S Korea holds mass civil defence drill amid tension
S Korea has launched a civil defence drill amid tensions over North`s deadly artillery attack.
Seoul: South Korea launched its biggest-ever civil defence drill amid high tensions over North Korea`s deadly artillery attack last month and its nuclear programmes.
Sirens wailed across the country at 2:00 pm (0500 GMT) on Wednesday to signal the start of the 15-minute exercise. Most traffic quickly halted on Seoul`s main street, Sejongno, and elsewhere in the bustling city centre.
The National Emergency Management Agency (NEMA) said the nationwide evacuation drill was the first of its kind since a civil defence law was passed in 1975.
Under the scenario, 12 jet fighters were to scream overhead to simulate air strikes by the North and pedestrians were to be ushered into shelters.
Pavements quickly emptied in the capital but it was not immediately clear how many took refuge in shelters.
"The special nationwide evacuation drill is aimed at dealing effectively with a real situation like North Korea`s artillery attack on Yeonpyeong Island," NEMA said in a statement.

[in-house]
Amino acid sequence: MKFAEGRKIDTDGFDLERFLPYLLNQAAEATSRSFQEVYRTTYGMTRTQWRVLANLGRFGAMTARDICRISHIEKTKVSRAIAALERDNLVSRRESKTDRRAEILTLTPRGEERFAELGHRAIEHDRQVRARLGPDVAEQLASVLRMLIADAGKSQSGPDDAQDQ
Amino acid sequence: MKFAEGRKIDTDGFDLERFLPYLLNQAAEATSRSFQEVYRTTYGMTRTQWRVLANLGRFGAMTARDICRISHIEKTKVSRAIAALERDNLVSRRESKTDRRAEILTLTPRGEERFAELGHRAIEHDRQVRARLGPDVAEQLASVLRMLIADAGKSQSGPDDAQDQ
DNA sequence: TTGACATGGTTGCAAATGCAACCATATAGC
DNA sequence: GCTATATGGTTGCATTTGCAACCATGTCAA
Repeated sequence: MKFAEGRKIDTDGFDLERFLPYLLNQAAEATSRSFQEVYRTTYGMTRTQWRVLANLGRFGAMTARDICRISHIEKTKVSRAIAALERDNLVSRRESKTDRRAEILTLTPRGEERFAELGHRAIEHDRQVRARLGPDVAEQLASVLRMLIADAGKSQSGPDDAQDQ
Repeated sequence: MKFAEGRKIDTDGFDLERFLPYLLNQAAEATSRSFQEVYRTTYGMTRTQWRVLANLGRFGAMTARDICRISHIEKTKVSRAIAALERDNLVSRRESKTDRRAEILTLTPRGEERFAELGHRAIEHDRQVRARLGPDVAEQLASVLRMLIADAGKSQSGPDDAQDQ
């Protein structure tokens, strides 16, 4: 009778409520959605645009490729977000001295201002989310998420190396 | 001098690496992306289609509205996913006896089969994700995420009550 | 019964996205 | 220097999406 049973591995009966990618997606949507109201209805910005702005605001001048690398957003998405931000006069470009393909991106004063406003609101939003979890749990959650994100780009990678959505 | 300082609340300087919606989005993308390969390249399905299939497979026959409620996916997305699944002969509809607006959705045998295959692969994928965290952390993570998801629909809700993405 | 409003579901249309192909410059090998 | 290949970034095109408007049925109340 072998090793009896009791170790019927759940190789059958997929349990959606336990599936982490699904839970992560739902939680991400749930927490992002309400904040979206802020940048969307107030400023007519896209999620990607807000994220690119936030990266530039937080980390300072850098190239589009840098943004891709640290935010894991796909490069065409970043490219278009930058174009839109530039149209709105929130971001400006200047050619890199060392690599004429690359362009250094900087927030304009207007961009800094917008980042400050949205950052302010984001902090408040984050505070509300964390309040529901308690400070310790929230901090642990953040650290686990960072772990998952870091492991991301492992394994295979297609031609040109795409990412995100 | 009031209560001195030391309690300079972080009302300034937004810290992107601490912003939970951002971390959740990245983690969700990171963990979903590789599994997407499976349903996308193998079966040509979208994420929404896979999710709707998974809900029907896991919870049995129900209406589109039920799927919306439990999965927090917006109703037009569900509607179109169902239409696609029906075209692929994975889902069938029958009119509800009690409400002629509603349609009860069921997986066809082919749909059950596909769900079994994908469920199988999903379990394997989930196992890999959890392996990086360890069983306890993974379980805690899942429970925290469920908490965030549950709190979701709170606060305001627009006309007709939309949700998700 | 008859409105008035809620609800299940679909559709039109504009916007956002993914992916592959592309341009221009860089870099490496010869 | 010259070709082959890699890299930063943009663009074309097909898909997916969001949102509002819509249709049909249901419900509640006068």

"Public concern has been growing over North Korea`s provocations," it said, citing continued military threats, high tensions in the Yellow Sea near the disputed border and the possibility of a third nuclear test by Pyongyang.
The North`s November 23 bombardment of the border island killed four people including civilians. It was the first attack on civilian-populated areas since the 1950-53 war.
According to plans for the drill, all road and pedestrian traffic in cities was to be halted for 15 minutes. School classes were to be suspended, with students and teachers told to take shelter.
People at home were advised to switch off gas and electricity and move into underground shelters. Residents of high-rise buildings were urged to take the stairs instead of elevators.
Ships and airline flights were not affected. Trains and cars using expressways were urged to slow down.
At seven Seoul subway stations, training involving firefighters, soldiers and government officials was to be conducted. NEMA was to check emergency kits at 25,724 state-designated shelters nationwide.
In the border city of Paju, stage agencies were to conduct training against a mock attack by North Korean chemical weapons.